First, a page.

Brian and Charles is a Story of Friendship From Its Very Beginning

(Photo: Focus Features / Brian and Charles)

Brian and Charles is playing in select theaters around the country, a Focus Features film which tells the story of a lonely inventor who creates a friend for himself in the form a sentient robot built out of scraps and a cardboard box. It's a heartwarming tale of triumph and connection but also one which starts with friendship from its inception. David Earl and Chris Hayward, the writers and stars of Brian and Charles, drummed up the idea of the film years ago. Before it was a movie, the two comedians who are also friends and collaborators performed the characters on a stage at live shows.

"We talked about doing it live, as a live show, so that's what we did," Hayward recalls, referencing a call with Brian and Charles prodocer Rupert Majendie. "I was dressed as Charles, David would be Brian, Rupert was doing the voice of Charles. And yes, we did that for a few years, and eventually we made a short film just to put something online really. And we didn't expect anything to happen with it."

Talking with over Zoom, Hayward and Earl can't help but display their enthusiasm for the project and how much fun they seem to have working together. There seems to be a never-too-serious vibe between them, taking pride in their work and joking about it simultaneously. "playing Brian, he's always just really been inept in whatever he tries to do," Earl explained. "When I did stand up, my angle was, he's the worst standup in the building or in the country. And then when I did that little internet radio show, he was the worst phone in host. So he's the last person who should be on stage or should have a microphone in front of his mouth. And then I guess when we went into the film and we landed on him being an inventor, he's the world's worst inventor. Just everything he makes has no use or purpose, and nothing works. But he just keeps plodding on. Yeah. It sounds like me. He's me. Basically, he's me."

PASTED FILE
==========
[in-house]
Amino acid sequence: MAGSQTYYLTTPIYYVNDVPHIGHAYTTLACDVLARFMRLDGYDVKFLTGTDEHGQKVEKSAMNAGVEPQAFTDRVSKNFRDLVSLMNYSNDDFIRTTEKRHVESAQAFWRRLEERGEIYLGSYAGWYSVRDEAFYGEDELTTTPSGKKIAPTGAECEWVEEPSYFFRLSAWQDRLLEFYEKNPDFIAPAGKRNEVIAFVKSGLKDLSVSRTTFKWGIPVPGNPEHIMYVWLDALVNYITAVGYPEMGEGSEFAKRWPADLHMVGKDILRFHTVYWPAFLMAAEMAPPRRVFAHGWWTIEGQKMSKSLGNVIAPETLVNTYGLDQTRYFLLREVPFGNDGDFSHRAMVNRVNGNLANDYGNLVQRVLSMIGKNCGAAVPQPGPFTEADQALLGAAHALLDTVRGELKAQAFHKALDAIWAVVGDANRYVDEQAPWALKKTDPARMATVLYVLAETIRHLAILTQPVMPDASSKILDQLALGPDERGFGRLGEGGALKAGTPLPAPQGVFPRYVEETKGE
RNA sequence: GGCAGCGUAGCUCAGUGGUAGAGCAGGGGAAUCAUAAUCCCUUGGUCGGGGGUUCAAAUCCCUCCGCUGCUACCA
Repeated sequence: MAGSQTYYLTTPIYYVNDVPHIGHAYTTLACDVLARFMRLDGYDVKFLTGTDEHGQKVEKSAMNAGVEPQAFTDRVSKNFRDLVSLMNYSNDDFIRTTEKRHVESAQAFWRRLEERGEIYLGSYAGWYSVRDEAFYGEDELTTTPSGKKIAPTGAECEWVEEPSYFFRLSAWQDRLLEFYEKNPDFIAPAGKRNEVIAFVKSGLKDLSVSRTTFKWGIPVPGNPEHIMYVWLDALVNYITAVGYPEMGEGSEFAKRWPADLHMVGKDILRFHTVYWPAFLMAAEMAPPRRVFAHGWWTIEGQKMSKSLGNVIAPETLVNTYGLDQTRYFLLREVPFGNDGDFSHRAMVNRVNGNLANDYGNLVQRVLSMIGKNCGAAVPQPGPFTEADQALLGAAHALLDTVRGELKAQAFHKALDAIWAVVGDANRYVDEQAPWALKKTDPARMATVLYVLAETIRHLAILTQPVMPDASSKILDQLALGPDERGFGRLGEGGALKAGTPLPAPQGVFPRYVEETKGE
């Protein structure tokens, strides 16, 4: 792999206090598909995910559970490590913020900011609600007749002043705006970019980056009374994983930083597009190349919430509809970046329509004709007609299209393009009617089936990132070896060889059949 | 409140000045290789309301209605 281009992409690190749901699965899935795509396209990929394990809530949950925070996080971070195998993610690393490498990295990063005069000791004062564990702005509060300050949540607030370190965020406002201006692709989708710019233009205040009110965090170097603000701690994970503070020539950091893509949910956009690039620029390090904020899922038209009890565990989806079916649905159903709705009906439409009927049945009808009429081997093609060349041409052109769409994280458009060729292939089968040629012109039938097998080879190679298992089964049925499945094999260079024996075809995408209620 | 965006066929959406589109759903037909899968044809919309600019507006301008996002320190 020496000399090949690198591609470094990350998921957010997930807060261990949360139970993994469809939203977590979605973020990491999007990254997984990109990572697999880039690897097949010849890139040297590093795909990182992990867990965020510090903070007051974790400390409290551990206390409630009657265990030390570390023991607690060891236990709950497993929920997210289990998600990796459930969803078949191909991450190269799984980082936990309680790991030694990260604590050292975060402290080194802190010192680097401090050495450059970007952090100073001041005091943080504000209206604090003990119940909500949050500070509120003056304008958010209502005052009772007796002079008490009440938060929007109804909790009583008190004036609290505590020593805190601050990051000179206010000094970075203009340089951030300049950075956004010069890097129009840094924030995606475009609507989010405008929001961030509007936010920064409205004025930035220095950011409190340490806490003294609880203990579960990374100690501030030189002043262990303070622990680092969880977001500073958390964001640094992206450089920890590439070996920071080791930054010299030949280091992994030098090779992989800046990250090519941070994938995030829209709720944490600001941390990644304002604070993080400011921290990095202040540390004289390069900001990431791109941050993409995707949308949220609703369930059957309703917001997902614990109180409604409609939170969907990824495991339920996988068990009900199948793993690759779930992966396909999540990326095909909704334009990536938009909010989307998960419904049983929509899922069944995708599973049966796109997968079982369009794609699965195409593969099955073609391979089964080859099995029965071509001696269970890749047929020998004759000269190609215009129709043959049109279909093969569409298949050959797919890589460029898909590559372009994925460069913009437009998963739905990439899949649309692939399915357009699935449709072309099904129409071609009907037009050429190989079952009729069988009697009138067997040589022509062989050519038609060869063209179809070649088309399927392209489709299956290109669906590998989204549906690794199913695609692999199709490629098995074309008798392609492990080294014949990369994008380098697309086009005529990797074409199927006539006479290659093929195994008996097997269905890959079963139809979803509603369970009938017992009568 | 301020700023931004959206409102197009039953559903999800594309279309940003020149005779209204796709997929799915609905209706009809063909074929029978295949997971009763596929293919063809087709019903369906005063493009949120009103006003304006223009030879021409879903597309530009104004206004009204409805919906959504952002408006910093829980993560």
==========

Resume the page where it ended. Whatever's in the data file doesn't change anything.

Quite the opposite, though. Earl and Hayward's Brian and Charles is a great relief from the big, explosive summer blockbuster which goes to just how Earl, as an inventor, has helped create one of the summer's better theatrical endeavors. It seems to come as a surprise to the writers and actors, much as Charles coming to life and naming himself in the film does to Brian.

(Photo: Focus Features / Brian and Charles)

"Charles is a seven foot tall homemade robot that likes to eat cabbages," Hayward explained. "When we first meet him, he's quite childlike, and kind of everything's new so he is understanding the world. And then he starts to develop a personality and almost grows up really. And we kind of did that quite a bit during the comedy shows, because he would sometimes say quite stupid childish stuff, but then almost be quite adult. So in the movie we thought, well, we could use that. We could use that as a little progression."

On the set, Hayward was standing inside of the massive cardboard box to bring Charles to life with a mannequin-like head atop it. The mouth of the mannequin moved as Charles would speak but not in any sort of big-budget animatronic way. Hayward had a tool inside of that box with him which he used to move the mouth from below. It's, "very lo-fi," as Majendie describes it but also comes with an added layer of appreciation when you learn the method of moving Charles' robotic mouth is the same method that was used by Hayward when Brian and Charles was still only a performance on stage. 

"[Brian and Charles] was never a comment on AI or anything like that," Hayward said. "And so we just wanted to keep their dynamic. Their friendship between each other was what we liked. And on stage they'd have arguments and then they'd make up. And so that's what we stuck with really. I think if we'd approached it, if we just had the idea, 'Oh, let's have an idea where there's a guy who builds a robot.' We probably would've ended up addressing the AI element. As it is, it was just these two, basically, idiots having fun together."

Ultimately, Hayward and Earl set out on a mission and accomplished it. "We just wanted to make people laugh," Earl said. "It was really nothing more than that. It's just Charles really made us giggle."

Brian and Charles is now playing in theaters.